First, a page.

Up for Air

Harbor Seal (Phoca vitulina)

It was an almost birdless morning. A few crows, a gull or two, one Snowy Egret, one probable cormorant in the distance. That was the visible bird population of the North Basin waters. But, as if by way of consolation prize, a Harbor Seal (Phoca vitulina) poked its head above the waves, had a look around, and grabbed some of the fresh, sunshiny air that prevailed this morning. You can tell it’s a Harbor Seal and not a Sea Lion because it ears are in holes without ear flaps; the Lions have ear flaps.

I noticed in looking at the snapshot that its eyes are opened an unequal amount. The eye that’s in the dark side of its head, away from the sun, is open wider than the other one that’s on the sunny side. You can see a similar adaptation with birds, where their pupils vary in openness between the two eyes depending on sun exposure. I don’t know if we humans can do that — do we have an ophthalmologist reader?

Note also in the video how the seal leans backward into the water when going under. That’s just the opposite of what birds do; they go forward. The seal’s move may have to do with the fact that seals breathe out and empty their lungs before diving. They use oxygen already in their blood, and they slow their heartbeat from 100 bpm to 10 bpm while underwater. With that heart rate they can swim at a steady 6 mph underwater with sprints up to 18 mph. They can dive down to 1500 feet and stay underwater for half an hour. The seal is a highly adapted mammal that operates in a whole different league from unaided human diving efforts.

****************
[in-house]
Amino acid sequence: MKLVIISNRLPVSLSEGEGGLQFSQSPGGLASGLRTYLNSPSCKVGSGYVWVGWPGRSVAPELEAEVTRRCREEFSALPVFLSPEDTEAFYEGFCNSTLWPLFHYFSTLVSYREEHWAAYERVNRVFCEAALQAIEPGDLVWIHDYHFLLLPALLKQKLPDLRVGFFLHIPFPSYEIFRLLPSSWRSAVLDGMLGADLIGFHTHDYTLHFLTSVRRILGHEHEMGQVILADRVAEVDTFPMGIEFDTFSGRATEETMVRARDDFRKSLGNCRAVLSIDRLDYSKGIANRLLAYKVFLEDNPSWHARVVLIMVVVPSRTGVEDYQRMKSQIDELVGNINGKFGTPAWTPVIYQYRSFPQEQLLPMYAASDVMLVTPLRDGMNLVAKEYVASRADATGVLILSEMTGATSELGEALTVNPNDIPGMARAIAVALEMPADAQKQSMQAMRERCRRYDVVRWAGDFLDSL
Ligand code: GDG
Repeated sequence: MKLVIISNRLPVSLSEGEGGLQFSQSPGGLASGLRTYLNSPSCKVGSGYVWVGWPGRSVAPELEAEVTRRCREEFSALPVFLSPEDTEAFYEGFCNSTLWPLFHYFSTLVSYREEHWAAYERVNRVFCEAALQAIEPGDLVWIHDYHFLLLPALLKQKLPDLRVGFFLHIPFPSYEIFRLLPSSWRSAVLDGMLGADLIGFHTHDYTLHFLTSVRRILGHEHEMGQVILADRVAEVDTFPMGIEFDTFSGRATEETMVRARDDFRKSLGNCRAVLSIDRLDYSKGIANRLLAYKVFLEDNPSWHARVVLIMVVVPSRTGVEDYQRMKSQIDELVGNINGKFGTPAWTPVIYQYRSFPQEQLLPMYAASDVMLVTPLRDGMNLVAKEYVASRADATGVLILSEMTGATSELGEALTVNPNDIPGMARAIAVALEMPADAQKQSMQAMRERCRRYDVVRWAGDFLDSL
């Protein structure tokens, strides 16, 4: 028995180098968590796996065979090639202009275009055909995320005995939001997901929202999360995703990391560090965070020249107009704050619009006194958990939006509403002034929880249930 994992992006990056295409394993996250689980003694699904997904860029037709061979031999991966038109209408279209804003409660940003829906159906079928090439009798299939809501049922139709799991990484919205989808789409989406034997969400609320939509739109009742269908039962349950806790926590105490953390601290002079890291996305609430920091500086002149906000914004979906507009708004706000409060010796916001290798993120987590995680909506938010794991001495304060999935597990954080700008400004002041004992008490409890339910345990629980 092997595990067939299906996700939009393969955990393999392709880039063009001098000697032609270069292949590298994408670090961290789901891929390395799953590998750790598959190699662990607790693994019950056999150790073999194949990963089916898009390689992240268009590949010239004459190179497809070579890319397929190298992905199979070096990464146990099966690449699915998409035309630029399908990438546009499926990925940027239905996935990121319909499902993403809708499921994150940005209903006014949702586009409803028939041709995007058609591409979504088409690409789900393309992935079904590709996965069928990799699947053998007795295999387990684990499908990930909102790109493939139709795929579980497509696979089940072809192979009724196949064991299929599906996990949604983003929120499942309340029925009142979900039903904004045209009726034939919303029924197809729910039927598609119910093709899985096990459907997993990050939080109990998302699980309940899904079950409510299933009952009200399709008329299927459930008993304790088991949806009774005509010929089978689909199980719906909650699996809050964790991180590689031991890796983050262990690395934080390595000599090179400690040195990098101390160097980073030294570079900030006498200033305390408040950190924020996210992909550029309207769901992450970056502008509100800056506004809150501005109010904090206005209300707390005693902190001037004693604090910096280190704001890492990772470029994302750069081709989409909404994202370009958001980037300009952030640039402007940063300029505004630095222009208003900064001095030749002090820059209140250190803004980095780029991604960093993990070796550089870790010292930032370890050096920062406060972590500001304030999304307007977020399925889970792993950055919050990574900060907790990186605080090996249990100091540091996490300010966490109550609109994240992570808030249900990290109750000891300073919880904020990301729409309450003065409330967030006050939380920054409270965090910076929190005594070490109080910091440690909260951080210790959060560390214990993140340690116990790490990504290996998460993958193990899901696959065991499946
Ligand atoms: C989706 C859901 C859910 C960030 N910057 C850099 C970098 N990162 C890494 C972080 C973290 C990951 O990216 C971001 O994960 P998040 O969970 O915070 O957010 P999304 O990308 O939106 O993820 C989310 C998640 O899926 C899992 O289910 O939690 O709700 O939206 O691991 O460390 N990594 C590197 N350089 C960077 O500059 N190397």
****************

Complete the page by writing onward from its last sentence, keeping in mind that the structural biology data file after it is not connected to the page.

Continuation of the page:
Harbor Seal (Phoca vitulina)

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5 thoughts on “Up for Air

  • To Peter Rauch:
    Excellent feedback, thank you. The link you provided says that unequal pupil dilation in humans is anisocoria and may be the sign of injury, disease, or even life-threatening emergency.
    In birds, though, at least our Burrowing Owls, it seems to be routine. See e.g. https://chavezpark.org/first-owl-portraits/
    I’ve not found a source that discusses whether harbor seals or other pinnipeds have individually adaptive pupils.

  • “I don’t know if we humans can do that”

    Dunno if that was a pondering about squinting one eye, or about bilateral differences in pupil dilation, or abut both.

    People squint or close one, or the other, or both eyelids for various reasons, including to reduce glare / brightness of light impinging on the respective eye.

    On the other hand, for normal human pupils, “[d]irect and consensual responses should be identical, whichever eye is illuminated”. (https://www1.racgp.org.au/ajgp/2019/january%E2%80%93february/unequal-pupils)

  • I noticed the eye difference too and wondered if left eye was injured. I miss volunteering at The Marine Mammal Center!

  • what a perfect video! thanks

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